Hillary Clinton on Sunday told a campaign rally in Kentucky that, if elected, she’s going to put husband Bill Clinton “in charge of revitalizing the economy."
She didn’t give more details than that, but the crowd liked it: They cheered. Has the former secretary of State finally figured out the best way to handle the prospect of a former president serving as First Spouse – an unelected post with no Constitutional duties?
Well, that’s debatable. Without specific details attached it’s hard to judge the policy implications of this proposal. Does she want Bill to head a broad effort with a possible policy outcome at the end, as she did with health care during his presidency? (That did not turn out so well, remember.) Will she appoint him to the cabinet, as secretary of Labor perhaps, with a section of the government to run?
After all, a president’s ability to influence the economy is more limited than you might think. A presidential spouse’s ability to juice up the job market may be even more limited.
But in political terms, the prospect of Bill Clinton as some sort of economic czar might be a boost to Hillary Clinton’s near-term prospects. His two terms in office in retrospect appear to be good times. Economic growth averaged 4 percent a year. Median family income rose. The federal budget deficit turned into a surplus.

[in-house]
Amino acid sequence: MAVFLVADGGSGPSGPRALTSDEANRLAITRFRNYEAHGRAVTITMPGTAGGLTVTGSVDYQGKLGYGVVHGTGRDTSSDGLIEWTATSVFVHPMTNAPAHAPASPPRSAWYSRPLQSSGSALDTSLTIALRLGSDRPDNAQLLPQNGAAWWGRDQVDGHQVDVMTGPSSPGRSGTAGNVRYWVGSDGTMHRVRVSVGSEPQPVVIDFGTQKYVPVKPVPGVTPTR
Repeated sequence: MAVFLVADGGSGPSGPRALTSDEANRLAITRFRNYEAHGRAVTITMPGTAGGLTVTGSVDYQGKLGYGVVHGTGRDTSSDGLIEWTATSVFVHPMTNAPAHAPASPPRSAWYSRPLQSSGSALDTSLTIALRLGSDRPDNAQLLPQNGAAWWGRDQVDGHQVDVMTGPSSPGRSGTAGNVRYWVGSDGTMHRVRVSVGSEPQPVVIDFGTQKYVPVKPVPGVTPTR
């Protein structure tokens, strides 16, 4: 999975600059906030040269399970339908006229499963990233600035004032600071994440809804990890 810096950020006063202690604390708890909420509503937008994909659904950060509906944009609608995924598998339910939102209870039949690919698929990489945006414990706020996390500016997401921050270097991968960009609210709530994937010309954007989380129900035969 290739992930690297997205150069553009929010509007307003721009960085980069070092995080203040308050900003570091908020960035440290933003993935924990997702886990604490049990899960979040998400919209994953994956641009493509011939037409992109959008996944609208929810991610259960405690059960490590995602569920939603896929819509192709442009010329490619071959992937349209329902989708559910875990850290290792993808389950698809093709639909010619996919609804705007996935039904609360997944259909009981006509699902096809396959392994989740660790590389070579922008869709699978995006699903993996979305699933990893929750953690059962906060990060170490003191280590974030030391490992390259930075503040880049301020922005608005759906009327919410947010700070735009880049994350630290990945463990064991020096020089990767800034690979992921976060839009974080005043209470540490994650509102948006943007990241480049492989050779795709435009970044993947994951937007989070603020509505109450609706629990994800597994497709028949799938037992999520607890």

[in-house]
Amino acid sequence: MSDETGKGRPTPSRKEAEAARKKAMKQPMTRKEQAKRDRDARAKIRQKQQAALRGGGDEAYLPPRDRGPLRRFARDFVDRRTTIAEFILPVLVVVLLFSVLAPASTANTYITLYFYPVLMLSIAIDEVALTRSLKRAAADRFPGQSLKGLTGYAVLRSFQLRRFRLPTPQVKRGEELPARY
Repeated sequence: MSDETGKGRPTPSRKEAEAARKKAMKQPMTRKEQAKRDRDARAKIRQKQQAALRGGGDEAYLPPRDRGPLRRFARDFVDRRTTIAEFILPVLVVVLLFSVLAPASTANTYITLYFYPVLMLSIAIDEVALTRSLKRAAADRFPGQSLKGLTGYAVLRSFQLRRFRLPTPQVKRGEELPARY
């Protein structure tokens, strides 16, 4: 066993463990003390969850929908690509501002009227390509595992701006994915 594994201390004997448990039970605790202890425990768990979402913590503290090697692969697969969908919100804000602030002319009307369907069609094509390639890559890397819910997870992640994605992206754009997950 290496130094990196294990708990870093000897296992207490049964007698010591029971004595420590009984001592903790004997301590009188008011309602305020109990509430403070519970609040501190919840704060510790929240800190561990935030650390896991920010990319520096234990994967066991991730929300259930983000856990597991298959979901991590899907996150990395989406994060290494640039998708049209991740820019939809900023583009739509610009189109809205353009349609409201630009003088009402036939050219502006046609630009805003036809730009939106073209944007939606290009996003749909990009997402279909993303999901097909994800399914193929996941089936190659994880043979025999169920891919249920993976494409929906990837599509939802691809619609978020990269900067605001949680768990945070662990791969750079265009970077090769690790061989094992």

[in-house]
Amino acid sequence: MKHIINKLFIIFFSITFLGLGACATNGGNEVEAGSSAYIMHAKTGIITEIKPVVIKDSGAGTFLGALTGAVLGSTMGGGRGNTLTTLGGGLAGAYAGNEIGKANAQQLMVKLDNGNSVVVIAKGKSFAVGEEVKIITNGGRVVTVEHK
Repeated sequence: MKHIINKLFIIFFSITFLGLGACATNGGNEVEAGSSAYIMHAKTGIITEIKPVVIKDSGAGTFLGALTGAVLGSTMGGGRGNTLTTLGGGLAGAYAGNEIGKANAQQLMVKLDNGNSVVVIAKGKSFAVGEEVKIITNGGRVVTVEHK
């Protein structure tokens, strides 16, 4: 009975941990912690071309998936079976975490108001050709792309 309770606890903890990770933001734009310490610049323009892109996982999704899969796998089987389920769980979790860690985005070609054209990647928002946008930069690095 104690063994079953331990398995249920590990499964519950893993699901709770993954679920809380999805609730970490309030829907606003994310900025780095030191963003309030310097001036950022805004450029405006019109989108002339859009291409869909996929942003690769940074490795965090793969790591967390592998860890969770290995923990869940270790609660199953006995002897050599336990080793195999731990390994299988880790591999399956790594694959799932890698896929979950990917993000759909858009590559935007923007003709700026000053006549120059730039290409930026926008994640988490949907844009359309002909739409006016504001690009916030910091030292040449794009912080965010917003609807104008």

And Bill was popular in Kentucky in particular. He won the state in 1992 and 1996, though in the latter year he was helped by third-party candidate Ross Perot siphoning off about 9 percent of the Kentucky vote. His Arkansas roots and centrist image made him more popular in Appalachia and among white voters than his wife is today. In that sense, trying to harness his appeal is an obvious move in a state where Hillary Clinton thinks she has a chance for a strong showing in Tuesday’s primary.
In the longer term, Bill Clinton is almost certain to become a divisive issue in the general election. In that context, his wife needs to frame him in the best possible light.
His proposed new role could serve to remind voters of the former president’s association with better economic times in the 1990s. But the move also risks reinforcing a liability of the current candidate Clinton: She's viewed by many as a candidate "of the past," and now she’s throwing a prime policy portfolio to her president-from-the-past husband.
Meanwhile, Donald Trump says he will raise the issue of Bill Clinton’s infidelities directly in presidential debates. Hillary Clinton enabled them and tried to discredit some of the women involved, Republican candidate Trump told The New York Times on Monday. That makes the subject fair game in his view.
In 1998, Clinton’s job approval ratings rose after impeachment, and US voters generally made it clear that a strong economy trumped infidelity when it came to their opinion of the commander-in-chief. Will the result be different in 2016? That’s something we’re likely to discover by November.